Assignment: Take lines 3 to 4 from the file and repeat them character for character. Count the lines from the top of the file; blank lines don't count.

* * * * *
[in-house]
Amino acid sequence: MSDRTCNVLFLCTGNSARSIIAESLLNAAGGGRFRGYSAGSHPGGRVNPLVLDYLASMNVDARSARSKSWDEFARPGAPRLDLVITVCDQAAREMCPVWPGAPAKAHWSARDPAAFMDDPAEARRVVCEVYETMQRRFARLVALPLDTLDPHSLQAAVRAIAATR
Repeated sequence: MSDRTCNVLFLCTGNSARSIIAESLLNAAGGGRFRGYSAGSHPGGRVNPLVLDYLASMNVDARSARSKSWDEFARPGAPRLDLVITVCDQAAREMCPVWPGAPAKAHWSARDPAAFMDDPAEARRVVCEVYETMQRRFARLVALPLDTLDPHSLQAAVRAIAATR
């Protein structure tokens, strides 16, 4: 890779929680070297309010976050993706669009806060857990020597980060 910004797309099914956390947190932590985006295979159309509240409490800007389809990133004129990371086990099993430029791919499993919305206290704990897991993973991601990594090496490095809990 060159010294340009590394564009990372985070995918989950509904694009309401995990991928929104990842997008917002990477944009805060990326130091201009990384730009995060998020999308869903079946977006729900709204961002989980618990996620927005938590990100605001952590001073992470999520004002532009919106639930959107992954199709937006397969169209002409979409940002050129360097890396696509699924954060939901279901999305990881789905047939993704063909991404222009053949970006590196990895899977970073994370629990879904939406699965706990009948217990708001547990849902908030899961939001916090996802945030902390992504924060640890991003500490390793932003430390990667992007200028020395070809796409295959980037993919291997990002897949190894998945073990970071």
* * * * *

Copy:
Repeated sequence: MSDRTCNVLFLCTGNSARSIIAESLLNAAGGGRFRGYSAGSHPGGRVNPLVLDYLASMNVDARSARSKSWDEFARPGAPRLDLVITVCDQAAREMCPVWPGAPAKAHWSARDPAAFMDDPAEARRVVCEVYETMQRRFARLVALPLDTLDPHSLQAAVRAIAATR
């Protein structure tokens, strides 16, 4: 890779929680070297309010976050993706669009806060857990020597980060 910004797309099914956390947190932590985006295979159309509240409490800007389809990133004129990371086990099993430029791919499993919305206290704990897991993973991601990594090496490095809990 060159010294340009590394564009990372985070995918989950509904694009309401995990991928929104990842997008917002990477944009805060990326130091201009990384730009995060998020999308869903079946977006729900709204961002989980618990996620927005938590990100605001952590001073992470999520004002532009919106639930959107992954199709937006397969169209002409979409940002050129360097890396696509699924954060939901279901999305990881789905047939993704063909991404222009053949970006590196990895899977970073994370629990879904939406699965706990009948217990708001547990849902908030899961939001916090996802945030902390992504924060640890991003500490390793932003430390990667992007200028020395070809796409295959980037993919291997990002897949190894998945073990970071």